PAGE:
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Freeloadin' in Atlanta

coke is it
Robert Scheer

Dumb and Dumpster: Being big Coke contest winners--Patrick Aloysius Murphy (on the left) found the prize entry in the trash behind an apartment complex in Capitola--allowed the duo (Kevin Samson was the lucky second party) to see the USA play Nicaragua in baseball as well as other minor attractions. Murphy and Samson did not make it to the $600-a-pop opening ceremonies.

Finding Southern-style fun at the 1996 Olympic games

By Kevin Samson

It's a good thing my friend D Patrick Aloysius Murphy was an arts writer. Had he gotten involved in a more lucrative field, he probably wouldn't have been caught dead rummaging around in a dumpster. And why might such a thing be virtuous or fortuitous? Well, the Coca-Cola company had this instant-winner sweepstakes where they offered free all-expenses-paid trips for two to the Olympic games in Atlanta.

As thousands of avid soda drinkers must have torn open their 12-packs like rabid Willy Wonka fans searching for the golden ticket, Murphy happened across the winning game piece in the garbage. And I--like old Grampa Joe--was the one he chose to share his good-luck spree.

The company put us on a flight to Atlanta, where we were among the first group of contest winners to come through--a new group of about 150 would arrive every four days throughout the games. Our hosts were eager to please. They gave us caps and bags and T-shirts, sundry paraphernalia, two tickets to the events and $100 spending money for Murphy. Of course, they also kicked down with all the Coke we could possibly drink. With temperatures teetering in the high 90s, cold liquids were certainly in ready demand.

"I wish I liked Coke," I told Murphy. "Don't they make a beer?"

The company's benevolence had its limits. They didn't spring for tickets to the gargantuan opening ceremonies--which were going for more than $600 a head. We watched the ceremonies on TV with our fellow contest winners in the Coca-Cola hospitality suite, which was actually a whole lot of fun.

The other freeloaders were a great gang and a real sampling of Americana--the part that enters sweepstakes, anyway. These folks were no amateurs, but serious junk mail junkies. One woman from New Orleans claimed she played every contest that came by her, bar none. Others, from Florida to California, nodded agreement. Murphy said this was his best score yet. To keep the luck rolling, he brought a handful of entries with him to Atlanta and posted them from the hotel. "I'm on a streak," he told me.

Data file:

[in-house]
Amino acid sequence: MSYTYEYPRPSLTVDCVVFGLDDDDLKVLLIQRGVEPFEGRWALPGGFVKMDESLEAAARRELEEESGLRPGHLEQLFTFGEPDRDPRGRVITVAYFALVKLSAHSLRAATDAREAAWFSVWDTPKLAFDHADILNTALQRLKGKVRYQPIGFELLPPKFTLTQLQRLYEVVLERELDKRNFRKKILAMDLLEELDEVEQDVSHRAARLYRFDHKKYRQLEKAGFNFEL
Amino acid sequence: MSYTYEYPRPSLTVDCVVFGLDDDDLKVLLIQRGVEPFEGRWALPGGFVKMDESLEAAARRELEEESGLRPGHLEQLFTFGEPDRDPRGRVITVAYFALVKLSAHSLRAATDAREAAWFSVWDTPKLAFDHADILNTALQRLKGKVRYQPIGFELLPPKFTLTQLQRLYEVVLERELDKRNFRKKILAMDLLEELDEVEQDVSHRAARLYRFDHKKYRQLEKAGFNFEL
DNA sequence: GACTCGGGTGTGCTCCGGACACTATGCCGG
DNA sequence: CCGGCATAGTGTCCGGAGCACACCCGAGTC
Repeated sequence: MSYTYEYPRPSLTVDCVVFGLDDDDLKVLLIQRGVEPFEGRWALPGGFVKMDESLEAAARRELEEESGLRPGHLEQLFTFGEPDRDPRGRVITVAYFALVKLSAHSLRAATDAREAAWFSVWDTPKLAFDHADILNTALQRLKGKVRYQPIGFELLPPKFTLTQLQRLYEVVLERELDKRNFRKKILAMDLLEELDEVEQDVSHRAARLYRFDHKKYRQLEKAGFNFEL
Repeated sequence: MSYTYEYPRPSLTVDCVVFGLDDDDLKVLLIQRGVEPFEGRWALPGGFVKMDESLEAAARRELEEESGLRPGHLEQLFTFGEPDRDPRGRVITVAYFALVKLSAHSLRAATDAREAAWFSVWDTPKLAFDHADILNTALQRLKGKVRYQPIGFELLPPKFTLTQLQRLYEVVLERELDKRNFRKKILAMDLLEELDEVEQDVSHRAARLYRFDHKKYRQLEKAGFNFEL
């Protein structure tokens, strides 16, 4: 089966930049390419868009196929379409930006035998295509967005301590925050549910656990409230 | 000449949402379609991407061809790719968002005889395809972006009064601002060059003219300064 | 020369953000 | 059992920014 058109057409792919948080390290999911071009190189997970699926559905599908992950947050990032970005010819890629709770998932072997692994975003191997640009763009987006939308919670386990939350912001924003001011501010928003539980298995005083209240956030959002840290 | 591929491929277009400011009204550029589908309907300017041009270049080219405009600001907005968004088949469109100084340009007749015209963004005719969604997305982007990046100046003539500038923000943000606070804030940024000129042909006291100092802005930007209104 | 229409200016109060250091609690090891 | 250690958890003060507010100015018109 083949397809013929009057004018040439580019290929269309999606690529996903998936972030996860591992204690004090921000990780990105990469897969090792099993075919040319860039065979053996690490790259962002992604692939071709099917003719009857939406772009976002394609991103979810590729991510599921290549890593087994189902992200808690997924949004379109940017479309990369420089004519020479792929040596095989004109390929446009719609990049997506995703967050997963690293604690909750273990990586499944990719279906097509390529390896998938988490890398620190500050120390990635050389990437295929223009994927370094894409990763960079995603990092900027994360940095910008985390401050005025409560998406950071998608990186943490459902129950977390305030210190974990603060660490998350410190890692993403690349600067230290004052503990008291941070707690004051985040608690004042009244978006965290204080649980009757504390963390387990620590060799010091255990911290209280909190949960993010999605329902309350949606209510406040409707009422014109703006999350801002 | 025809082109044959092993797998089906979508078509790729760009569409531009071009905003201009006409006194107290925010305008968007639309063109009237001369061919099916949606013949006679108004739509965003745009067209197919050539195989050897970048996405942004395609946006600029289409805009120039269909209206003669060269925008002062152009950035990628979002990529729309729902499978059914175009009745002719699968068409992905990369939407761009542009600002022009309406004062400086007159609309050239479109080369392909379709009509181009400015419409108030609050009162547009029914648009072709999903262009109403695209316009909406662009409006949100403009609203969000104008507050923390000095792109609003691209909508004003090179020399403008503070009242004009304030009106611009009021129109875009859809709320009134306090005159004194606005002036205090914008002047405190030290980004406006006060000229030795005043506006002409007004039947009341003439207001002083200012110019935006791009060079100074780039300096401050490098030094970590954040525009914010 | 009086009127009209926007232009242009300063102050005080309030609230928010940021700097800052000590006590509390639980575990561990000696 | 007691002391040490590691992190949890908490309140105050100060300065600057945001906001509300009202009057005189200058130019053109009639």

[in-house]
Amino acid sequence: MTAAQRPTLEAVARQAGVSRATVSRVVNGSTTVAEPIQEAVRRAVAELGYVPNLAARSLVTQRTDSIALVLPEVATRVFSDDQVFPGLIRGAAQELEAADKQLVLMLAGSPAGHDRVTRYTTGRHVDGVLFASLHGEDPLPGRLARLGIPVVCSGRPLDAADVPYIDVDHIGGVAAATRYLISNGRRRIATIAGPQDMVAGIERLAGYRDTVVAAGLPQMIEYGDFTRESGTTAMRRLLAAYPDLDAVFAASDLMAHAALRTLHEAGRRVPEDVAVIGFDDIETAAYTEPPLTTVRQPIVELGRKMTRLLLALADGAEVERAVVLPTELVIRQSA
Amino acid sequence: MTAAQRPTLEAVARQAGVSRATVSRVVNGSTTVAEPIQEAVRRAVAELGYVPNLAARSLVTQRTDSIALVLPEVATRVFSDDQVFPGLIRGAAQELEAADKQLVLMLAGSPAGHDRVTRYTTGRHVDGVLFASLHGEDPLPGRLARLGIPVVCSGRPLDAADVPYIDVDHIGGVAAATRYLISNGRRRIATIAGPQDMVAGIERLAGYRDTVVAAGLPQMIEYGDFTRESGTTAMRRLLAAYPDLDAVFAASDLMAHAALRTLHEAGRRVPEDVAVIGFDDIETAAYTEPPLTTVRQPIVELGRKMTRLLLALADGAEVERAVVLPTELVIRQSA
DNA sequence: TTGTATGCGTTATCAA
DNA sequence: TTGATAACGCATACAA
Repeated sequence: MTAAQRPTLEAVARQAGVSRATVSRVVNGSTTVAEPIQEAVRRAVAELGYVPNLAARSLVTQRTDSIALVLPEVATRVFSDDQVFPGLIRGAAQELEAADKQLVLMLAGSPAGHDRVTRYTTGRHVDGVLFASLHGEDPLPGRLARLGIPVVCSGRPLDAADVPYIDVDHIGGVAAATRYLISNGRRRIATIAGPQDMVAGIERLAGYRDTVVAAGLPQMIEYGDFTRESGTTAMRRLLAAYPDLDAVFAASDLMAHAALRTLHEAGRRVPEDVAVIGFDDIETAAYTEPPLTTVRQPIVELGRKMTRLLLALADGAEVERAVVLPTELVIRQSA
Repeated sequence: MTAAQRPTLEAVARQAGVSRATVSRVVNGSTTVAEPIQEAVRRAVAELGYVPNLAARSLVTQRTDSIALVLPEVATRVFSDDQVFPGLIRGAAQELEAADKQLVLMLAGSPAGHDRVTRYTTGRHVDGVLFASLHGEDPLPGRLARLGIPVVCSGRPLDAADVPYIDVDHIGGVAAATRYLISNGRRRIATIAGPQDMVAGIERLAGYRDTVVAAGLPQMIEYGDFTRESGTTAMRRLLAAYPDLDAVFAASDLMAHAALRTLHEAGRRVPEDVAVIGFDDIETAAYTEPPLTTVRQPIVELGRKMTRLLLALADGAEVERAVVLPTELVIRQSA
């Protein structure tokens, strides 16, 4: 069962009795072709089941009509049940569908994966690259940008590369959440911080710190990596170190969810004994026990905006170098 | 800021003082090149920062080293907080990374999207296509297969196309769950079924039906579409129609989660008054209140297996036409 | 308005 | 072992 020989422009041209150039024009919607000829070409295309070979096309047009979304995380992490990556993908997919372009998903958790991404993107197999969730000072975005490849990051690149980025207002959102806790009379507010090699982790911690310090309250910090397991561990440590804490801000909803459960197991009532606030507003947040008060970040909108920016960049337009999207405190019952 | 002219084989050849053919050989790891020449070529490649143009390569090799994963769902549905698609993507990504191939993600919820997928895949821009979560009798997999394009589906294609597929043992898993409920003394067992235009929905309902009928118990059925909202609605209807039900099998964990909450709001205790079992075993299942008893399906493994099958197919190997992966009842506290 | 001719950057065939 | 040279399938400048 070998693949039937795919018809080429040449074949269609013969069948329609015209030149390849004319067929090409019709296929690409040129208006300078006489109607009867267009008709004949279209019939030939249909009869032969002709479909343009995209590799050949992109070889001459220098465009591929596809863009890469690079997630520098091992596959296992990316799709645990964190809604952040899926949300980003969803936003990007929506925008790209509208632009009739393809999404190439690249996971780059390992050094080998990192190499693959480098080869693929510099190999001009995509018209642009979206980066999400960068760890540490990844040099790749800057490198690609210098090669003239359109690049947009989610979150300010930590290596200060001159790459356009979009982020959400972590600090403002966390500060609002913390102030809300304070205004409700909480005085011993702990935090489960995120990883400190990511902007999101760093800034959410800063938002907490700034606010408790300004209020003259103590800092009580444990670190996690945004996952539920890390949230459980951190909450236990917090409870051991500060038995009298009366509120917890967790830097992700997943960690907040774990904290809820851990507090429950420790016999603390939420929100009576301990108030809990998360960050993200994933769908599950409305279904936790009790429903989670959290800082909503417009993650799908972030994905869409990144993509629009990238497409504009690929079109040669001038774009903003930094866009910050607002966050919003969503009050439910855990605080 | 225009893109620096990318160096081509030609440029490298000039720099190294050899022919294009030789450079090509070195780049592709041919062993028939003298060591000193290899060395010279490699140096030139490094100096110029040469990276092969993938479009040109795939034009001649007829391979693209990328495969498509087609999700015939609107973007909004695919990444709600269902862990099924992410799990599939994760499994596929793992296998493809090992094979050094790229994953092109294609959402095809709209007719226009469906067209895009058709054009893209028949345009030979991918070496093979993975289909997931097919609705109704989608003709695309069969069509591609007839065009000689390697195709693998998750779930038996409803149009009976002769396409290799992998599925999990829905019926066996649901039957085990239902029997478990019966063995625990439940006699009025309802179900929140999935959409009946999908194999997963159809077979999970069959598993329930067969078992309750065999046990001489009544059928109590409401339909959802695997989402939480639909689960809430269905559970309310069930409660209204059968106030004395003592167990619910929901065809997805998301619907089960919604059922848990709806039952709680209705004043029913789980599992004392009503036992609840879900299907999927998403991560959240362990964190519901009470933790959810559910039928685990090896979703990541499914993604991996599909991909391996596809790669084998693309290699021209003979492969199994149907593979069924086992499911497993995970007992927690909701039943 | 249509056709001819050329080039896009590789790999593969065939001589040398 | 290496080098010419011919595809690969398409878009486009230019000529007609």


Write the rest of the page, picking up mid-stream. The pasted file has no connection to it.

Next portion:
In addition to trading contest stories, the winners swapped games tickets, volleyball for gymnastics, baseball for basketball. Our opening ceremonies party included free beer and wine and, pretty soon, people were taking photos of each other and carrying on like long-lost relatives. The Olympic spirit was so contagious that I thought we'd all start sobbing any second.

Go Sandinistas!

Murphy and I had tickets to baseball and artistic gymnastics. I'd had enough baseball already this summer and I had no idea what artistic gymnastics were. Someone said that's where they dance with the ribbons. I cringed.

On the first day of the games, we hopped MARTA (Atlanta's commuter rail) and a bus that took us to Fulton County Stadium, home of the Braves and the venue for that morning's baseball game between the U.S. and Nicaragua. It was like watching a college team play against a high school. The predominantly American crowd roared for the U.S., reserving only scattered cheers for our neighbors to the south. Save for a small group behind their dugout, Murphy and I seemed to be the only ones rooting for the Nicaraguans. "Go Sandinistas!" Murphy shouted.